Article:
3.2. Definitions of FRFs
In order to define the FRFs corresponding to the poresurface diffusion model defined in the previous section, we need to define the input and output variables. Since we consider the model on the particle scale, the input is the dimensionless pressure p and the output is the dimensionless mean concentration in the adsorbent particle <q>, defined in Eq (22). Consequently, we define the main set of FRFs F_{1}(ω), F_{2}(ω,ω), which relate <q> to p. However, since <q> depends on q(r) (Eq. (22)) and consequently on c_{i}(r) (Eq. (21)), we need to define two auxiliary sets of FRFs: (ω), (ω,ω), which relate q(r) to p and (ω), (ω,ω), which relate c_{i}(r) to p.
3.3. FirstOrder FRF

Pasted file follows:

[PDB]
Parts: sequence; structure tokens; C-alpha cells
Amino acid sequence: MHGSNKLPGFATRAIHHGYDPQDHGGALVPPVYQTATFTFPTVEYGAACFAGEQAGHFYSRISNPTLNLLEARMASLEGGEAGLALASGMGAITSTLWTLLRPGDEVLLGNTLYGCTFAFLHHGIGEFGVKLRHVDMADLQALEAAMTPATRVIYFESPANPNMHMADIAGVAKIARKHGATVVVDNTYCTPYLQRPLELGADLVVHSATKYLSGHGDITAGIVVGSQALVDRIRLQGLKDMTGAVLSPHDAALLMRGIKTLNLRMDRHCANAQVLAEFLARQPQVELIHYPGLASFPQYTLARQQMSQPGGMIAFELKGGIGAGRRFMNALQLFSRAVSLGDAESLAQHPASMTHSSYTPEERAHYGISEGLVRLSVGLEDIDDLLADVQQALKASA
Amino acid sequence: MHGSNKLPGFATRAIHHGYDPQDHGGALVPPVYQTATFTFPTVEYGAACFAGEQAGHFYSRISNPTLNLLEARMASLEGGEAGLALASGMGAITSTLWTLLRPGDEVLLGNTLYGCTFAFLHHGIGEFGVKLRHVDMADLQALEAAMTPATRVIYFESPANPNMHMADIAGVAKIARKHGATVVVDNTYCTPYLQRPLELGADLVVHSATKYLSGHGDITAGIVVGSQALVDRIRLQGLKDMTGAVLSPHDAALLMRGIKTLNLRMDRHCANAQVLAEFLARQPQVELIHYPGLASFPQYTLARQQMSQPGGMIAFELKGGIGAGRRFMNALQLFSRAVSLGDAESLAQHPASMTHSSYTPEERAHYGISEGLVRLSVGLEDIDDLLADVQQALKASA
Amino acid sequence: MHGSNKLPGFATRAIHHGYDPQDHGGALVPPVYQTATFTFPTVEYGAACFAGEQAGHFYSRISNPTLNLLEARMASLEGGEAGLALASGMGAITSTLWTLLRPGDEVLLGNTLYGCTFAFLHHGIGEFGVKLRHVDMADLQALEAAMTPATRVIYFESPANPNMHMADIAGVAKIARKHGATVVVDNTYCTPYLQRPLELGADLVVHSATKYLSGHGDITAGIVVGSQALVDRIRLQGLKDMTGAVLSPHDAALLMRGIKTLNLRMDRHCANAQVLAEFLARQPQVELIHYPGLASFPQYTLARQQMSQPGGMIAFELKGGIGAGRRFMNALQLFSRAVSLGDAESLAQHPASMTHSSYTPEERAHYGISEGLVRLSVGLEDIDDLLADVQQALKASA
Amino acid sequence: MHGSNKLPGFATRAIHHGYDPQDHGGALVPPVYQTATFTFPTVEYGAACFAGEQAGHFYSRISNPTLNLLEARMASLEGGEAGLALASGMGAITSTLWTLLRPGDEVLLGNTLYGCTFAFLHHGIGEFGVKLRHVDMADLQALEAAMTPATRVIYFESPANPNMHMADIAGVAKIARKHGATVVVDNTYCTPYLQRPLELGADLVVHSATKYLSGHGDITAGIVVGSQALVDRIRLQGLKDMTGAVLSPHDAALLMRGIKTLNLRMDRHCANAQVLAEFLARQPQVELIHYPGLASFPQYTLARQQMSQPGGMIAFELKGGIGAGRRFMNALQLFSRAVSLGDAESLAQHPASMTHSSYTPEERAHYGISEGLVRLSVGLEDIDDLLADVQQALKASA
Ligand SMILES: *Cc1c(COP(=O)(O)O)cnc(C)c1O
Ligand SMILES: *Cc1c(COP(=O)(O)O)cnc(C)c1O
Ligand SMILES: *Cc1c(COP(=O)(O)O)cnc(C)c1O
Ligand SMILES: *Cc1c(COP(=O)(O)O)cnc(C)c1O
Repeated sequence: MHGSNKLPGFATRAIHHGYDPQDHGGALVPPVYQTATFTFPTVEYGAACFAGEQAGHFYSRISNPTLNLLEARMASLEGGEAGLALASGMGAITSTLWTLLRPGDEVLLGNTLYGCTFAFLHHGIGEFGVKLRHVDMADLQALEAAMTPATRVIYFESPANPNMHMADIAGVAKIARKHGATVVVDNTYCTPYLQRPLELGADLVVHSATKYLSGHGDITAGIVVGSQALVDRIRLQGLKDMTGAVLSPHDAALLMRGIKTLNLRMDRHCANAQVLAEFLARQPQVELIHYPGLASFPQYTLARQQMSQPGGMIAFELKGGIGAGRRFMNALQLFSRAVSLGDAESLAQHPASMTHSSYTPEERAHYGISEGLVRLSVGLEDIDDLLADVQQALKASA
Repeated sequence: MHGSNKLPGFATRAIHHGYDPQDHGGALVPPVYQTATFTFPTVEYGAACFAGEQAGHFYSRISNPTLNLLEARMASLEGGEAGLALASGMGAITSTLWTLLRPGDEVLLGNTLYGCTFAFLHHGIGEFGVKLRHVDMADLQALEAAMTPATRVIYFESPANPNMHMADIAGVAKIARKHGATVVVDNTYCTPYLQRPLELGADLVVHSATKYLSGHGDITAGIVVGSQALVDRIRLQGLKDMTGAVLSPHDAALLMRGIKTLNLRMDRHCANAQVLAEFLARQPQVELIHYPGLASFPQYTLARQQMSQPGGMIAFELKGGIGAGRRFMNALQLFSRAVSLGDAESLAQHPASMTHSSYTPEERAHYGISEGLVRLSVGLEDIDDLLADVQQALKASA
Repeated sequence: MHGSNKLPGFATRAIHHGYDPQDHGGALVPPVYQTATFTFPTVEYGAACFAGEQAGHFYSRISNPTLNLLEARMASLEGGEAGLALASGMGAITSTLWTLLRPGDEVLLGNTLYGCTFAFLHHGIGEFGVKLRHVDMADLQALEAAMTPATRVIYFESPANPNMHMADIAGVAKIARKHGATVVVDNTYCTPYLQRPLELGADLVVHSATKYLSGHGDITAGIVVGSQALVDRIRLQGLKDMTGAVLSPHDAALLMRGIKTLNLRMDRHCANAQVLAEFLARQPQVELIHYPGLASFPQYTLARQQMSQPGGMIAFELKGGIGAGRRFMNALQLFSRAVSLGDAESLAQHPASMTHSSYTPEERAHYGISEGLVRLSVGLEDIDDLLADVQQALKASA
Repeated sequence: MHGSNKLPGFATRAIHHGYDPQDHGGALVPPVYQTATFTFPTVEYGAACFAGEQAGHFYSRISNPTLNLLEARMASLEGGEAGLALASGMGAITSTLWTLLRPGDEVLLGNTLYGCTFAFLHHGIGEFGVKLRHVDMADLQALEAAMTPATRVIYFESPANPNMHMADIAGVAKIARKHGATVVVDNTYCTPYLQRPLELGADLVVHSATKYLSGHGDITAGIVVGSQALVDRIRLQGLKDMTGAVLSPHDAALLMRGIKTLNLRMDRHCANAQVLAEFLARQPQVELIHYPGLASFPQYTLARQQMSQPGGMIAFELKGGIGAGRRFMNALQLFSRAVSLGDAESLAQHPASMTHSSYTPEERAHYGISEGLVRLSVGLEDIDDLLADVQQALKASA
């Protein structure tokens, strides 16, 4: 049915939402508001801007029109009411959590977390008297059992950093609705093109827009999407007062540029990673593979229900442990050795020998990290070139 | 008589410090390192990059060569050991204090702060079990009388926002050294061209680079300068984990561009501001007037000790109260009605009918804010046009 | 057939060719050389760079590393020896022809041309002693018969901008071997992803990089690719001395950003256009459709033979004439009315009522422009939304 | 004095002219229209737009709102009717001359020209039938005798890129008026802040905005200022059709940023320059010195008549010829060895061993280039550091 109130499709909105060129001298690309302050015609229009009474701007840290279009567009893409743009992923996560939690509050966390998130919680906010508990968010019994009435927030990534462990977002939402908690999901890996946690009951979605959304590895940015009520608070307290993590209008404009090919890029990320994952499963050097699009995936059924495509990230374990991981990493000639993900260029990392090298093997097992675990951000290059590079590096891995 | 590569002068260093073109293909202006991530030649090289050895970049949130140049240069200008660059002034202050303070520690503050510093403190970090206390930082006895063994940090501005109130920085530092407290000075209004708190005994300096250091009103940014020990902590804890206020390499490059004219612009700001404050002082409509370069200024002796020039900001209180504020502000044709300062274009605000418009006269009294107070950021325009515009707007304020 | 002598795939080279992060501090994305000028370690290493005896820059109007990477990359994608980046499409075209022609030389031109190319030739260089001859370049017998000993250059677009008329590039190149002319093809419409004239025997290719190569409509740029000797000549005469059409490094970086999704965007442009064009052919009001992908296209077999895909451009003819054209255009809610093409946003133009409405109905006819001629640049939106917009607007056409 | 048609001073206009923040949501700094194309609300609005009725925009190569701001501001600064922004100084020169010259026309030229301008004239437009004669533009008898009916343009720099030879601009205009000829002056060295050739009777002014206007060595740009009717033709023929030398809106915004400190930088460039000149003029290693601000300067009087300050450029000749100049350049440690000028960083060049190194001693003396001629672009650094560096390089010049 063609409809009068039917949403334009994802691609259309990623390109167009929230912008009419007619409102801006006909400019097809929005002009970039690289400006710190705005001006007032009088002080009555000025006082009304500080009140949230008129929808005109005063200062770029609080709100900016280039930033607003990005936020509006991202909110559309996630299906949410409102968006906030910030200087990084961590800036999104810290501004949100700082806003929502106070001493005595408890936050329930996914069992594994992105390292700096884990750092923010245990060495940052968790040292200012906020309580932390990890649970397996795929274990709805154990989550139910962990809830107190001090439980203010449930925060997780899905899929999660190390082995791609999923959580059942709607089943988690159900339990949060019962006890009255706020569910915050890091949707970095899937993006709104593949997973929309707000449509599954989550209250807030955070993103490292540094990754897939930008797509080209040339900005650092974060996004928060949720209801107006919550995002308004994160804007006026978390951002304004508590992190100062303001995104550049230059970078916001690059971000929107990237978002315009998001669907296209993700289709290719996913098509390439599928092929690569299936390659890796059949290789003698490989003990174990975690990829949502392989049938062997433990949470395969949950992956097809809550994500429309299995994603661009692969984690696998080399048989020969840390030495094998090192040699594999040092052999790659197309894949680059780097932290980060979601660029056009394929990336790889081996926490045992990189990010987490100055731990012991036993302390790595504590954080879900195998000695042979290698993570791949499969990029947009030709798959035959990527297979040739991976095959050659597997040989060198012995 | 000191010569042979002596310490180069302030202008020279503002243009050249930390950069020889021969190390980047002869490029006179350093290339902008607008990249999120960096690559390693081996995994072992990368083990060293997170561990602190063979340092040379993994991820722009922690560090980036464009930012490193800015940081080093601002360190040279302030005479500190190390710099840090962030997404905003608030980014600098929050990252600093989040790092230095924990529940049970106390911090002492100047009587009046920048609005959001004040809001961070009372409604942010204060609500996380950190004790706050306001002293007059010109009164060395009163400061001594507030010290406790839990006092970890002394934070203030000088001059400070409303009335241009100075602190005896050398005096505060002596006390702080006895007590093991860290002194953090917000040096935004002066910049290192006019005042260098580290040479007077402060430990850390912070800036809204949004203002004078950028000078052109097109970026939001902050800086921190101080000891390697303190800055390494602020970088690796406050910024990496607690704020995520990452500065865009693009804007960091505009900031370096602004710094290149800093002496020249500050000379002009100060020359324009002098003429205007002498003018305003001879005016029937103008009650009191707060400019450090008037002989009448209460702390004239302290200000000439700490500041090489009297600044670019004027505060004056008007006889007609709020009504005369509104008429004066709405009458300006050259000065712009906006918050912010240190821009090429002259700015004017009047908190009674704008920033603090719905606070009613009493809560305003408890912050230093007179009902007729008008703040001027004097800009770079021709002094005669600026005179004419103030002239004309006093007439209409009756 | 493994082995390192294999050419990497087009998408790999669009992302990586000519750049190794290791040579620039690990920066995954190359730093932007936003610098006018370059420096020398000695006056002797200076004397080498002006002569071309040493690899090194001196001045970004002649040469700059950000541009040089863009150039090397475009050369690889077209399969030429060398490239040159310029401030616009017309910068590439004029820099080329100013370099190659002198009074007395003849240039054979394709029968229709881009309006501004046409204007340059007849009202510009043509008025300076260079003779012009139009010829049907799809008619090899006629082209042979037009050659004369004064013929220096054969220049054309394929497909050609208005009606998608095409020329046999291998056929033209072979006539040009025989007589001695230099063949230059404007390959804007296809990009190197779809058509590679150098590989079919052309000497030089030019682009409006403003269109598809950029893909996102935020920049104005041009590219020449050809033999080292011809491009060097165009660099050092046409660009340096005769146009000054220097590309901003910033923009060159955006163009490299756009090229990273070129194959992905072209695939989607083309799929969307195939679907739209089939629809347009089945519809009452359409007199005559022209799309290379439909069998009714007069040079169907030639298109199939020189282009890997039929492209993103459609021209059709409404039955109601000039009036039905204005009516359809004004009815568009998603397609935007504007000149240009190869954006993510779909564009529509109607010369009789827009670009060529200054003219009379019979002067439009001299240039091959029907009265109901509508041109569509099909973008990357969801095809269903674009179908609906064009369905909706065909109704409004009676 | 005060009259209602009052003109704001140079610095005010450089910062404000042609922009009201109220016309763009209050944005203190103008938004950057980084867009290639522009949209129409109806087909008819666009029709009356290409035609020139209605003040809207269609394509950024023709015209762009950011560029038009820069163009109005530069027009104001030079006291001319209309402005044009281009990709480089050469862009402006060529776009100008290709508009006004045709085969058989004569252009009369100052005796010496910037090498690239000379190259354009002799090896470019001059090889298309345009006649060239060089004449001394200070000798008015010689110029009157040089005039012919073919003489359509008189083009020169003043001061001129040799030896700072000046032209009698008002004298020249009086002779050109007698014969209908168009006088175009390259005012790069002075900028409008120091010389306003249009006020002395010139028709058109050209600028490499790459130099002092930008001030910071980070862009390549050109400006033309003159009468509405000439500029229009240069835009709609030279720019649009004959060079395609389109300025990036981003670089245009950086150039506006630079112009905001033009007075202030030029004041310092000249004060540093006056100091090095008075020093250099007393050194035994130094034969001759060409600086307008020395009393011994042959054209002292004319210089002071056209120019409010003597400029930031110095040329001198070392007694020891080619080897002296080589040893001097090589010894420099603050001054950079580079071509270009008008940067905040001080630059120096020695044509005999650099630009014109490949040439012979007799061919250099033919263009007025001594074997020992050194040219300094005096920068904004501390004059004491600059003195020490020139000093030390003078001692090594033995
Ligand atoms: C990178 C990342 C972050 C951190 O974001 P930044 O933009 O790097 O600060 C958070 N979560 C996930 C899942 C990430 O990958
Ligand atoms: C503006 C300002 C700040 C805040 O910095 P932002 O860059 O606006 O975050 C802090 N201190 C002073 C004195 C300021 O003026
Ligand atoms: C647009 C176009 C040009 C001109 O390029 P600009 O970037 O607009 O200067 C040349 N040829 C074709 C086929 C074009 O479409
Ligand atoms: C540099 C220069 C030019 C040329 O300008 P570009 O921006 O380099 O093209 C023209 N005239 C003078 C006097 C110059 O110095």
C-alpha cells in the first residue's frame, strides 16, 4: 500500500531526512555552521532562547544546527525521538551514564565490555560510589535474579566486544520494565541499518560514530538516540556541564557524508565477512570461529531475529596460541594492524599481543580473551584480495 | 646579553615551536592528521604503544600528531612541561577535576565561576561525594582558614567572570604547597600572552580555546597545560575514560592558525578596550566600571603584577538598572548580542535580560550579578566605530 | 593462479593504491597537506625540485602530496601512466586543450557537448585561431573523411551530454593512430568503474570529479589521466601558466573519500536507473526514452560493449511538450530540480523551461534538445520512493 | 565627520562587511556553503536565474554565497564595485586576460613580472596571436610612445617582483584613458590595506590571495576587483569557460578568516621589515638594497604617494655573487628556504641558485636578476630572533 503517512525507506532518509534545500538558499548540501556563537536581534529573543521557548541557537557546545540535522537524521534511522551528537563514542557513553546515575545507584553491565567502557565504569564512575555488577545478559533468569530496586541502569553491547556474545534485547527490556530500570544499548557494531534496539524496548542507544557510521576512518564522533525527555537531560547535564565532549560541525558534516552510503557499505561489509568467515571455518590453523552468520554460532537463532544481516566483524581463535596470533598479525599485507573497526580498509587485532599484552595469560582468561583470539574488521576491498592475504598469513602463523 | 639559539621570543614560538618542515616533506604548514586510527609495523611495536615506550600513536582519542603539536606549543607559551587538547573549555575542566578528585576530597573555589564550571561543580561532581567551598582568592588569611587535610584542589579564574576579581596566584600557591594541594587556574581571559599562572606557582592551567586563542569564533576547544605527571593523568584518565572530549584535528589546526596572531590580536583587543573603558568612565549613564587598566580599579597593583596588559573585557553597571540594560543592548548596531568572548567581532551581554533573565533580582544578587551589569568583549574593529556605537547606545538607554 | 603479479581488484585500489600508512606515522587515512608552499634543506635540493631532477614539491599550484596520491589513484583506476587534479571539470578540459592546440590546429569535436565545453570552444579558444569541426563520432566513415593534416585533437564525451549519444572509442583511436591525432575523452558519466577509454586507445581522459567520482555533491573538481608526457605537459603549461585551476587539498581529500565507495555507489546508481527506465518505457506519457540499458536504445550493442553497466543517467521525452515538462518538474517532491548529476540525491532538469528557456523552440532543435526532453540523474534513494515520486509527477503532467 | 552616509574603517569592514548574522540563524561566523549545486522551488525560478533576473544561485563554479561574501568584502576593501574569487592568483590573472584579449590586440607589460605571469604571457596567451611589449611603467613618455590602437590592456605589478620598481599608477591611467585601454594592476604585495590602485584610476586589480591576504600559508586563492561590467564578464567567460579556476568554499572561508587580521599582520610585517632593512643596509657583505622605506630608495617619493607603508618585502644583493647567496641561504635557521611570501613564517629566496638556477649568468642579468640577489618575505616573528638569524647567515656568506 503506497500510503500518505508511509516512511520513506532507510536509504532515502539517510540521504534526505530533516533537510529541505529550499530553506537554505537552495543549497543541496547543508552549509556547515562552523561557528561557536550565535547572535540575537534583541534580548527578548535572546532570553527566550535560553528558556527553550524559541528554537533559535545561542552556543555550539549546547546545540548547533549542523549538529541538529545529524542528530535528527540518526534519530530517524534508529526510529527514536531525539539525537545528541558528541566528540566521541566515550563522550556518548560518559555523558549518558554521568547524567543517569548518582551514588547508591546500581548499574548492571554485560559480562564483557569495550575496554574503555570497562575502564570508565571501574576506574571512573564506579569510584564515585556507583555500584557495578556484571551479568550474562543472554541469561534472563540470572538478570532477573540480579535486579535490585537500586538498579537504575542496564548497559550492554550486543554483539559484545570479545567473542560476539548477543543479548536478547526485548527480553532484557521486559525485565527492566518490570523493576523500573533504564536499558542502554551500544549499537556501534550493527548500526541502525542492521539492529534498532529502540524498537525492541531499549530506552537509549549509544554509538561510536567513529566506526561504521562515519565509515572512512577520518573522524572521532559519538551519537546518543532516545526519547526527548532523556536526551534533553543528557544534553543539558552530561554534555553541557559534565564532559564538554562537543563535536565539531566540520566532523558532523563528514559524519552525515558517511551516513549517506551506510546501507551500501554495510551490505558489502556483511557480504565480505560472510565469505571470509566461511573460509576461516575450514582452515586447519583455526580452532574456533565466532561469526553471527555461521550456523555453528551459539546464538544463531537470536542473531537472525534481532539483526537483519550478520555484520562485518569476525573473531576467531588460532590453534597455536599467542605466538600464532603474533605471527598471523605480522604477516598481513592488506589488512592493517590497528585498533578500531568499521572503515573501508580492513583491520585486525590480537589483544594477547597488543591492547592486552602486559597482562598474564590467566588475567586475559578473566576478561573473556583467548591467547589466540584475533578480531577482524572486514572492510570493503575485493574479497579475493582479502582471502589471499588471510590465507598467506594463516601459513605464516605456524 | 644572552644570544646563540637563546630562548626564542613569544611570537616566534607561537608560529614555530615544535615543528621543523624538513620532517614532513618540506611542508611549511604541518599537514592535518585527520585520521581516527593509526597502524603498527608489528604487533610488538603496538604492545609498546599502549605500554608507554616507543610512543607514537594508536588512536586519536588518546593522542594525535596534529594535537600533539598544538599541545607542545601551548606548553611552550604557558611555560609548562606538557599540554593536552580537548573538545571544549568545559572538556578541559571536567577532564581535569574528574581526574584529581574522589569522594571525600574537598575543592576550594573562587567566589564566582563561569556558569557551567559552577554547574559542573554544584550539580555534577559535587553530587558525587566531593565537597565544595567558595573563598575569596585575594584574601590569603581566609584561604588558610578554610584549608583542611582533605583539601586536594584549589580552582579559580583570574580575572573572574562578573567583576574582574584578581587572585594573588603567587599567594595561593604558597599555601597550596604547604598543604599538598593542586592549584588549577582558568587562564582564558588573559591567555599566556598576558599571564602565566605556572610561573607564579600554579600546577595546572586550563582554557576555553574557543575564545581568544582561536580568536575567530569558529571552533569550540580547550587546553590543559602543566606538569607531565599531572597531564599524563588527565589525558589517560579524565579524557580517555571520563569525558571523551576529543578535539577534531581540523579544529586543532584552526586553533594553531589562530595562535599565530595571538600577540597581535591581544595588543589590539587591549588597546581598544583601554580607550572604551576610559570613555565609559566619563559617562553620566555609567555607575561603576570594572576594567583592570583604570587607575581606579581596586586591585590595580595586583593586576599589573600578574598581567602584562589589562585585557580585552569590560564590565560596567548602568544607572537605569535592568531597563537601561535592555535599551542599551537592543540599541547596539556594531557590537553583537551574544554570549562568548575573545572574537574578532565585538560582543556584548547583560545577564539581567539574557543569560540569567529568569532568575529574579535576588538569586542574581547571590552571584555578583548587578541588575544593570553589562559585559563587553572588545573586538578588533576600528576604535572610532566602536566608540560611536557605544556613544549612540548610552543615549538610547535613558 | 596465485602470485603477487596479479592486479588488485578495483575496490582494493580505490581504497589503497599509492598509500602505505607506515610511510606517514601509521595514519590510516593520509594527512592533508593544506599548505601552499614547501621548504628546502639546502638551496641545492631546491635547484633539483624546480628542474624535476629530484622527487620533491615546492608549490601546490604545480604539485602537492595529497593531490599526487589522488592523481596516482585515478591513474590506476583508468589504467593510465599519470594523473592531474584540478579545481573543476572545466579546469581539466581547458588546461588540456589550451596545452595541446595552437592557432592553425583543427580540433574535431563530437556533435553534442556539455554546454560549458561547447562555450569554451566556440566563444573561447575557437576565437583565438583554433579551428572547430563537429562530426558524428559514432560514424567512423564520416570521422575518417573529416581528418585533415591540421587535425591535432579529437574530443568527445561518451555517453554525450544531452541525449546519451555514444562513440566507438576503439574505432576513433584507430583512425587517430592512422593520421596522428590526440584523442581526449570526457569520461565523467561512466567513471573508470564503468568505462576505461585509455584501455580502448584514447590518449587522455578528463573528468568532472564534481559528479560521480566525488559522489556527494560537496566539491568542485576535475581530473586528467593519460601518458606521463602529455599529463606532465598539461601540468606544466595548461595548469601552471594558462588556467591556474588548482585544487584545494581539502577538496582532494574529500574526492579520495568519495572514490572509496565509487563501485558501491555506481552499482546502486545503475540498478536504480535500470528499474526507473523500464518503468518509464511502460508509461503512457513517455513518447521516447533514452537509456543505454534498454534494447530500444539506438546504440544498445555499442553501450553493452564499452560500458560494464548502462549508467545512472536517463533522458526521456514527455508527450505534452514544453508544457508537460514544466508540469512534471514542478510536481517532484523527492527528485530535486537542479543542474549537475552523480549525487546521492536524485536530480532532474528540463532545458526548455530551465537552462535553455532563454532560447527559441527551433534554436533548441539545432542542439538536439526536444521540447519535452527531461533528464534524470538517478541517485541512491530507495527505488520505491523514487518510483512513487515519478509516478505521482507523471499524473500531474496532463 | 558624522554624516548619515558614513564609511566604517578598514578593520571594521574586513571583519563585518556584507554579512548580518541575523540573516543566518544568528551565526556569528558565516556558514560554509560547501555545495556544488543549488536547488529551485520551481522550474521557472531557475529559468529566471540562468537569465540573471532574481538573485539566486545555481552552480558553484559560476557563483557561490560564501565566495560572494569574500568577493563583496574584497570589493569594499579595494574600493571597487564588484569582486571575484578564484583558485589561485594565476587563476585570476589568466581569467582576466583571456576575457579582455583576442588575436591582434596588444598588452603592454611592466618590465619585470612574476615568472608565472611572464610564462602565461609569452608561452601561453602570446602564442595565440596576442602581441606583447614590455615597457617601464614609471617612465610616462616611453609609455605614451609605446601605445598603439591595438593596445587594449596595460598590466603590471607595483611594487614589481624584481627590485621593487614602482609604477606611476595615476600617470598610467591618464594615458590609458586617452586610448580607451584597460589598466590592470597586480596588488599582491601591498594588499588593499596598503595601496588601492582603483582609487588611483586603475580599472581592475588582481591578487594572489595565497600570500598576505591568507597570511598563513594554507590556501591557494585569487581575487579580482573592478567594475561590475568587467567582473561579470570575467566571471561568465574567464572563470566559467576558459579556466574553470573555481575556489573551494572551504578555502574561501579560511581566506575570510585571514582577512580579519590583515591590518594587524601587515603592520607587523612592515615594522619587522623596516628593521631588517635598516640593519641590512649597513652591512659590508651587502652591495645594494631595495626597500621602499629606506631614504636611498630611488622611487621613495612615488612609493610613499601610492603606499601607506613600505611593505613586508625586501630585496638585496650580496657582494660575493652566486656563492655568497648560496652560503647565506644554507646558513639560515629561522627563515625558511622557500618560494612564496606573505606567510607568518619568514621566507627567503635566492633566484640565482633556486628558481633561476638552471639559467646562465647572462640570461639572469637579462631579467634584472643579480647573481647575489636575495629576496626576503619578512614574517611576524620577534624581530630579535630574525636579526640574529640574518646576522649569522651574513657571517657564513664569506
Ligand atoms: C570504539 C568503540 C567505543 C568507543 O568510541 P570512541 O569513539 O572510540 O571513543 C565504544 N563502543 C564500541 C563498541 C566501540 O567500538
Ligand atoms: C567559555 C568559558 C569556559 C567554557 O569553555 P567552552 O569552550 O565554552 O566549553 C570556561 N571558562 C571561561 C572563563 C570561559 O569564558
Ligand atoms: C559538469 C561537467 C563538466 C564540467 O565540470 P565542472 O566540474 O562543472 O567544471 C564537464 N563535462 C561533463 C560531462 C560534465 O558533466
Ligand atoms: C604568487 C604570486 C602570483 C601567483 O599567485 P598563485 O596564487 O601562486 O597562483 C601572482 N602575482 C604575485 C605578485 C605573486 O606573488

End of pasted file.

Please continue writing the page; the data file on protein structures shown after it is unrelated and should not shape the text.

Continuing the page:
In order to derive the firstorder FRF, F_{1}(ω), the input variable (p) is expressed as a single harmonic periodic function:and the output variable c_{i}(r,t) is expressed as a response according to Eq. (4): The input and output relations (Eqs. (23) and (24)) are substituted into the model equations (12) to (22). By equalizing the coefficients of on each side of the model equations the following ODE in which is the dependent variable is obtained:where with boundary conditionsEquation (25) is a secondorder homogeneous ODE and has the following analytical solution:Using Eq. (21) the function (ω,r) is obtained:where a_{eff} is the effective firstorder concentration coefficient of the adsorption isotherm, defined in Table 1. Finally, the firstorder FRF with respect to the mean concentration in the particle <q> is obtained using Eq. (22):